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PN5_60653

Description

Implement memory-based I/O operations. 


Previous Release Behavior

The migration team (amongst others) complained about the slow speed of sysrestore, and rebuilding indexes. This enhancement should fix many of their concerns as well as adding useful functionality to many other users, including improving the long time needed for rebuild-index. 

The problem arises when a large number of updates are performed on a large file, be it a JP file or an Index file. Because the updates are scattered throughout the file, the sync demon will then do thousands of individual disc I/O operations. This usually means at least one disc I/O for every update performed with WRITE, or for every index definition updated. 

As an example, consider sysrestore where we restore a backup from a non-jBASE system. We had one customer who had a 2GB file with 10 million records. This mean 2 million items to restore, and because our hashing algorithm differs from D3, it means each WRITE during the restore will be scattered randomly throughout the target file. The upshot is that the time to restore that file , assuming a disc can perform at 200 IOPS, is 10000000/200/3600 hours or almost 14 hours. 

Newer SSD devices will have significantly better performance, but it still remains a problem even for SSDs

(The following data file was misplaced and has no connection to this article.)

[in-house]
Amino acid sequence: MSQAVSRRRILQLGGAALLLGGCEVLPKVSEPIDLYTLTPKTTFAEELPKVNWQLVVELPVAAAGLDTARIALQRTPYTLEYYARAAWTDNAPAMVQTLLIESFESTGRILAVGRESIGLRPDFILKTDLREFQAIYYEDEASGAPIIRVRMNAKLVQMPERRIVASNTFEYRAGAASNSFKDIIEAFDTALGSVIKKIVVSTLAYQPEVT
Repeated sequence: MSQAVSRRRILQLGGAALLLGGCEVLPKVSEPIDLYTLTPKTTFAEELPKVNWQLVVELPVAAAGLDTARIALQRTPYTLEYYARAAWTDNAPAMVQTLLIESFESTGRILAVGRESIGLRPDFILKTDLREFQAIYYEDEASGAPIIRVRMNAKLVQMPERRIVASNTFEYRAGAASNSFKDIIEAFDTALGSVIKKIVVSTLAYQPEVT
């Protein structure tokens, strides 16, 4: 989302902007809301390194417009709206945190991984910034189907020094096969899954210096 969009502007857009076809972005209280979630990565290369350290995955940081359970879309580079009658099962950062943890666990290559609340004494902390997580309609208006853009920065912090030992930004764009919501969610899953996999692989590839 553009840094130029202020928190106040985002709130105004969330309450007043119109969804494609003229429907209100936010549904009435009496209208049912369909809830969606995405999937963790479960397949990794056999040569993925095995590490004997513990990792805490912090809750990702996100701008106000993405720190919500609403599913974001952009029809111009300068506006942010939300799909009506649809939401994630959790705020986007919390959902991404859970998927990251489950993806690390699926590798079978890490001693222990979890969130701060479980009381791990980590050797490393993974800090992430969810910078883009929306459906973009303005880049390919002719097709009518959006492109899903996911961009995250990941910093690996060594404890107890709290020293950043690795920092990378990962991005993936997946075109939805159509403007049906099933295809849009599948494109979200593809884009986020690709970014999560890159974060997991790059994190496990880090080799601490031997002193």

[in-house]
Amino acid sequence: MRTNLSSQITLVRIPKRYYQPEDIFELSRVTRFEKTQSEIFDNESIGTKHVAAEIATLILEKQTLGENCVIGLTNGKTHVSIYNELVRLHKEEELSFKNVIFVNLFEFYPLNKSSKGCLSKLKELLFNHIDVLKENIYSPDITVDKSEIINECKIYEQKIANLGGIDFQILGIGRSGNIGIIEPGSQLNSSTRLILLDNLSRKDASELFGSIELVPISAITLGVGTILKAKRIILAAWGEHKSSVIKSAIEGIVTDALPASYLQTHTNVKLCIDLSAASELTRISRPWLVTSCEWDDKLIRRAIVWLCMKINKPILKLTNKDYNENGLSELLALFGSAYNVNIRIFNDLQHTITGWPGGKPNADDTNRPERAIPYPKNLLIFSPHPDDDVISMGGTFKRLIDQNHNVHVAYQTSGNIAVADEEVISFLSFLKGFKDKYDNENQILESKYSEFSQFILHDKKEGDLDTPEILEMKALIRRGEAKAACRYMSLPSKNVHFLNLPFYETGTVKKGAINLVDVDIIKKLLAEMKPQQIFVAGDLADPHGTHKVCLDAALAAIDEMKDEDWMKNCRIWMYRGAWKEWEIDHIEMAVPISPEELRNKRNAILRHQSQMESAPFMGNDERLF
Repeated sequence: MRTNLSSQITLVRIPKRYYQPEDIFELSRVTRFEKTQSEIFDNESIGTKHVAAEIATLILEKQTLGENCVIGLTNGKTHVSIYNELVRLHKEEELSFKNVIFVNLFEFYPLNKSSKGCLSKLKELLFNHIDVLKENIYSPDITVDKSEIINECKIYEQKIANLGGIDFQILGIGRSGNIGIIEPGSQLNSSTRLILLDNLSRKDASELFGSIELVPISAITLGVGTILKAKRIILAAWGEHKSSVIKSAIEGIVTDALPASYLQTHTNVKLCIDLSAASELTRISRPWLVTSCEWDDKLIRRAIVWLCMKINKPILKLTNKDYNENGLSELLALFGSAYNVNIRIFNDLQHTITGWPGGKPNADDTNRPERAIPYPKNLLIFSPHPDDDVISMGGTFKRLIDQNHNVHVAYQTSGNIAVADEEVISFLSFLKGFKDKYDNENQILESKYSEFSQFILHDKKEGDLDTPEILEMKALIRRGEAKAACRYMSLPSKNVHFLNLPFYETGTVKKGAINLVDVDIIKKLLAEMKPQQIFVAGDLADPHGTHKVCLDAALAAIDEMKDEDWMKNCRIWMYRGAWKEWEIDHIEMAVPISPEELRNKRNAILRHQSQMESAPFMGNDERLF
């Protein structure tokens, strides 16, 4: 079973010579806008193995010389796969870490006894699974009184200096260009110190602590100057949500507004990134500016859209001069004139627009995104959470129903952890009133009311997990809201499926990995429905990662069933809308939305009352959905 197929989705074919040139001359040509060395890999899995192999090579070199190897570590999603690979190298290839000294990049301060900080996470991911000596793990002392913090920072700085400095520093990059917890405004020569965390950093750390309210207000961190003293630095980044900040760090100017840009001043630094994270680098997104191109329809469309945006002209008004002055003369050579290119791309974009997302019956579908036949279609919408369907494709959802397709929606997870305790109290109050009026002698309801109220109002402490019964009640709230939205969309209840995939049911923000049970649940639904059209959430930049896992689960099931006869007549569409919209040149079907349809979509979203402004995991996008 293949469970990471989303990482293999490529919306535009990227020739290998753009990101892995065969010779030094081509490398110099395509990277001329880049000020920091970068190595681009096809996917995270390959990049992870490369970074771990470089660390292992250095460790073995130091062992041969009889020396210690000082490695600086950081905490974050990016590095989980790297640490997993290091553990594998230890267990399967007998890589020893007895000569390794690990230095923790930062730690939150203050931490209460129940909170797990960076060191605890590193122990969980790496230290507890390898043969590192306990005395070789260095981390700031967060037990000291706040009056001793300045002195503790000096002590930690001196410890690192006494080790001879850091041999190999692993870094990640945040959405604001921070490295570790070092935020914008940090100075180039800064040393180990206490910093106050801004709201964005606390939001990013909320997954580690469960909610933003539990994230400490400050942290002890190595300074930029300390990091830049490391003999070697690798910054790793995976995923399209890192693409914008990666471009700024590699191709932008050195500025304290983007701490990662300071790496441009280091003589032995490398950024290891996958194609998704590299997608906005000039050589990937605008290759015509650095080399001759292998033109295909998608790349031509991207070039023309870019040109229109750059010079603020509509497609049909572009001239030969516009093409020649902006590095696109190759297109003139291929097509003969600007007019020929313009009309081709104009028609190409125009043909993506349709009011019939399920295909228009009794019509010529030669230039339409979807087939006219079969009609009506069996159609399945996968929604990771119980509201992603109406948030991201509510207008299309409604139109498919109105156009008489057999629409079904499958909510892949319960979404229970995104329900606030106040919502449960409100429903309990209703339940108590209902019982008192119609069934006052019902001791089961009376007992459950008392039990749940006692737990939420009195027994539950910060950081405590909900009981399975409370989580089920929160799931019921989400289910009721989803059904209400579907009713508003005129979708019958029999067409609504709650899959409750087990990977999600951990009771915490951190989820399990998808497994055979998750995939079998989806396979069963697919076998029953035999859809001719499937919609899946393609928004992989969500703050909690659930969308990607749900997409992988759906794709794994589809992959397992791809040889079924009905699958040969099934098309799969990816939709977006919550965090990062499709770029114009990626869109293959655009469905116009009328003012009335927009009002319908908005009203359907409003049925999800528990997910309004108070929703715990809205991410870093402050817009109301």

Current Release Behavior

You can now set the JBC_RAMFILE environment variable like this:

export JBC_RAMFILE=1

or on Windows:

set JBC_RAMFILE=1


We also support JBC_RAMFILE=debug and JBC_RAMFILE=verbose 

When this is set, all batch file operations on JP files and on indexes take place in memory. When the file is closed, that memory is written sequentially to disc. Disc drives, be they spindles or SSDs, like sequential writes. 

In the afore-mentioned example of 10 million records and sysrestore, the restore time was reduced from 13+ hours to about 4 minutes. 

It isn't just sysrestore that benefits. Other examples are 

  • account-restore 
  • jrf 
  • make-demo-file 
  • COPY 
  • create-index 
  • rebuild-index 

In fact, any program that uses indexes, JD (jPlus) or JD (Dynamic) files.

Because the environment variable updates the file in memory, and doesn't take locks, it is only suitable for occasions when the user can guarantee other users will not be accessing a file. This is always the case with sysrestore or account-restore, and should be the case with the above mentioned programs. 

Remember to unset the environment variable once you have done your batch update:

unset JBC_RAMFILE      [Unix/Linux]
set JBC_RAMFILE=       [Windows]

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